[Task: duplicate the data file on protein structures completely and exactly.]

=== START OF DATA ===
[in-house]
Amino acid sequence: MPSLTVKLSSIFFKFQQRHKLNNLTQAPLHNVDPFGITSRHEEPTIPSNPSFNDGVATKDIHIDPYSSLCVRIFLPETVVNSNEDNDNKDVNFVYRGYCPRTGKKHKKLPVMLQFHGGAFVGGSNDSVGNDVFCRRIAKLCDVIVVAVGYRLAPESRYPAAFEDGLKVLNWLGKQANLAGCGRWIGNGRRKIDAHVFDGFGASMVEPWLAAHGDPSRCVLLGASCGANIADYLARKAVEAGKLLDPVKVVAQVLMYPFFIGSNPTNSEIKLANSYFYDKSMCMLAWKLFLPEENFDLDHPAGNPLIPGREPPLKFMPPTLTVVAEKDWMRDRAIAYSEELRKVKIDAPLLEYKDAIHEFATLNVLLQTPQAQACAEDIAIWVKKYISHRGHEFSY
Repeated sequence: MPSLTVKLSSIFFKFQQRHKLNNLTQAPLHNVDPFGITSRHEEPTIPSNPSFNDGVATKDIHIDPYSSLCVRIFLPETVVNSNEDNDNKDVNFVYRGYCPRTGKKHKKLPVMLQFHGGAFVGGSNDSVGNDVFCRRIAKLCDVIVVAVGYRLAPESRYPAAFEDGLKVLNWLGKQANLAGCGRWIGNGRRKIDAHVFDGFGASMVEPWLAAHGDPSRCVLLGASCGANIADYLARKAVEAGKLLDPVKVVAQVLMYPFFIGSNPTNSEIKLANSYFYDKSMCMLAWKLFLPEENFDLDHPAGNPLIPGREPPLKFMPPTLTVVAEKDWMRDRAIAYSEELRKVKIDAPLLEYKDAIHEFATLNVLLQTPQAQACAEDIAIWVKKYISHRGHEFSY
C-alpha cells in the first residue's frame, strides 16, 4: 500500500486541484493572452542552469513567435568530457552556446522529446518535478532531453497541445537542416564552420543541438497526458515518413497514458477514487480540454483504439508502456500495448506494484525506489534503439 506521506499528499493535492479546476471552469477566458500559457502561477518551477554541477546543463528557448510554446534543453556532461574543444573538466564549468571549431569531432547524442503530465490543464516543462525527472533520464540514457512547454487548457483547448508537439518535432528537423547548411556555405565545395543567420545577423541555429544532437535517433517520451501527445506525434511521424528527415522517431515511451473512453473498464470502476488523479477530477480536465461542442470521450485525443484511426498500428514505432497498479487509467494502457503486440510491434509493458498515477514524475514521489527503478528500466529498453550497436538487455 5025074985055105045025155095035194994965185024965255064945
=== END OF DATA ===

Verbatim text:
[in-house]
Amino acid sequence: MPSLTVKLSSIFFKFQQRHKLNNLTQAPLHNVDPFGITSRHEEPTIPSNPSFNDGVATKDIHIDPYSSLCVRIFLPETVVNSNEDNDNKDVNFVYRGYCPRTGKKHKKLPVMLQFHGGAFVGGSNDSVGNDVFCRRIAKLCDVIVVAVGYRLAPESRYPAAFEDGLKVLNWLGKQANLAGCGRWIGNGRRKIDAHVFDGFGASMVEPWLAAHGDPSRCVLLGASCGANIADYLARKAVEAGKLLDPVKVVAQVLMYPFFIGSNPTNSEIKLANSYFYDKSMCMLAWKLFLPEENFDLDHPAGNPLIPGREPPLKFMPPTLTVVAEKDWMRDRAIAYSEELRKVKIDAPLLEYKDAIHEFATLNVLLQTPQAQACAEDIAIWVKKYISHRGHEFSY
Repeated sequence: MPSLTVKLSSIFFKFQQRHKLNNLTQAPLHNVDPFGITSRHEEPTIPSNPSFNDGVATKDIHIDPYSSLCVRIFLPETVVNSNEDNDNKDVNFVYRGYCPRTGKKHKKLPVMLQFHGGAFVGGSNDSVGNDVFCRRIAKLCDVIVVAVGYRLAPESRYPAAFEDGLKVLNWLGKQANLAGCGRWIGNGRRKIDAHVFDGFGASMVEPWLAAHGDPSRCVLLGASCGANIADYLARKAVEAGKLLDPVKVVAQVLMYPFFIGSNPTNSEIKLANSYFYDKSMCMLAWKLFLPEENFDLDHPAGNPLIPGREPPLKFMPPTLTVVAEKDWMRDRAIAYSEELRKVKIDAPLLEYKDAIHEFATLNVLLQTPQAQACAEDIAIWVKKYISHRGHEFSY
C-alpha cells in the first residue's frame, strides 16, 4: 500500500486541484493572452542552469513567435568530457552556446522529446518535478532531453497541445537542416564552420543541438497526458515518413497514458477514487480540454483504439508502456500495448506494484525506489534503439 506521506499528499493535492479546476471552469477566458500559457502561477518551477554541477546543463528557448510554446534543453556532461574543444573538466564549468571549431569531432547524442503530465490543464516543462525527472533520464540514457512547454487548457483547448508537439518535432528537423547548411556555405565545395543567420545577423541555429544532437535517433517520451501527445506525434511521424528527415522517431515511451473512453473498464470502476488523479477530477480536465461542442470521450485525443484511426498500428514505432497498479487509467494502457503486440510491434509493458498515477514524475514521489527503478528500466529498453550497436538487455 5025074985055105045025155095035194994965185024965255064945